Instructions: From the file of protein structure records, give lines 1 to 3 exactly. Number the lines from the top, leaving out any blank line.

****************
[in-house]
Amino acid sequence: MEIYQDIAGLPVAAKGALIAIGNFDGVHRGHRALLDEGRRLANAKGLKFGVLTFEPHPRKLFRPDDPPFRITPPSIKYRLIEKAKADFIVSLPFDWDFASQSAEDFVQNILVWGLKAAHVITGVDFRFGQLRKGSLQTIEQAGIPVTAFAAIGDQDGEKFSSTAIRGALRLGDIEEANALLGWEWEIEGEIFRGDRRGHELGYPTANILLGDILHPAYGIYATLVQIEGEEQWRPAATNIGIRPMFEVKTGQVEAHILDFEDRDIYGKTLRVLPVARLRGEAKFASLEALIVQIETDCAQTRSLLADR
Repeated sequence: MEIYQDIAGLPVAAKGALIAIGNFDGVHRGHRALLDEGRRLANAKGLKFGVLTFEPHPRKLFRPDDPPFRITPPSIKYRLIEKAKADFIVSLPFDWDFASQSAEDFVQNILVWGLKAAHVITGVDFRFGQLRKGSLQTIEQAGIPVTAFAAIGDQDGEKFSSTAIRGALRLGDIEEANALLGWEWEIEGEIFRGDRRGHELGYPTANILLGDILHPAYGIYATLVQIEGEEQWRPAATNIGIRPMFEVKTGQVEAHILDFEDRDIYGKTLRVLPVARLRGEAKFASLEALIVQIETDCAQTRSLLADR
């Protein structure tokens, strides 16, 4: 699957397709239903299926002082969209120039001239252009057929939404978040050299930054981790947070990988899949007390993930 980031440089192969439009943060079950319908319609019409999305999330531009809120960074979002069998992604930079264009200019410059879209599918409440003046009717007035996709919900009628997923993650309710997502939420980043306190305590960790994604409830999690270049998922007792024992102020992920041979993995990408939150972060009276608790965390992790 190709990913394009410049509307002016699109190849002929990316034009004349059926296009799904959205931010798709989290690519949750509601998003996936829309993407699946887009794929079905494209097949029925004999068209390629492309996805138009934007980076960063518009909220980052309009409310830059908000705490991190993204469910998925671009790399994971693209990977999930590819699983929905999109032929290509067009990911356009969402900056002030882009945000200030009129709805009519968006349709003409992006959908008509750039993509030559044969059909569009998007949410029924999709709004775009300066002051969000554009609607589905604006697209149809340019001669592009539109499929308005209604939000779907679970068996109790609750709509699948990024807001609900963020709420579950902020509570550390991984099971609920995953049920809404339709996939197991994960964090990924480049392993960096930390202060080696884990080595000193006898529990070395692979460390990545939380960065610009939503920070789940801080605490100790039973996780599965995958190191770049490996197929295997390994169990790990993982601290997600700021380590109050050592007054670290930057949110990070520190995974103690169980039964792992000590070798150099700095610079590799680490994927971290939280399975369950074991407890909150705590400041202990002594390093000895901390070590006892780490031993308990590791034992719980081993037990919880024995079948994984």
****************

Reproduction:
[in-house]
Amino acid sequence: MEIYQDIAGLPVAAKGALIAIGNFDGVHRGHRALLDEGRRLANAKGLKFGVLTFEPHPRKLFRPDDPPFRITPPSIKYRLIEKAKADFIVSLPFDWDFASQSAEDFVQNILVWGLKAAHVITGVDFRFGQLRKGSLQTIEQAGIPVTAFAAIGDQDGEKFSSTAIRGALRLGDIEEANALLGWEWEIEGEIFRGDRRGHELGYPTANILLGDILHPAYGIYATLVQIEGEEQWRPAATNIGIRPMFEVKTGQVEAHILDFEDRDIYGKTLRVLPVARLRGEAKFASLEALIVQIETDCAQTRSLLADR
Repeated sequence: MEIYQDIAGLPVAAKGALIAIGNFDGVHRGHRALLDEGRRLANAKGLKFGVLTFEPHPRKLFRPDDPPFRITPPSIKYRLIEKAKADFIVSLPFDWDFASQSAEDFVQNILVWGLKAAHVITGVDFRFGQLRKGSLQTIEQAGIPVTAFAAIGDQDGEKFSSTAIRGALRLGDIEEANALLGWEWEIEGEIFRGDRRGHELGYPTANILLGDILHPAYGIYATLVQIEGEEQWRPAATNIGIRPMFEVKTGQVEAHILDFEDRDIYGKTLRVLPVARLRGEAKFASLEALIVQIETDCAQTRSLLADR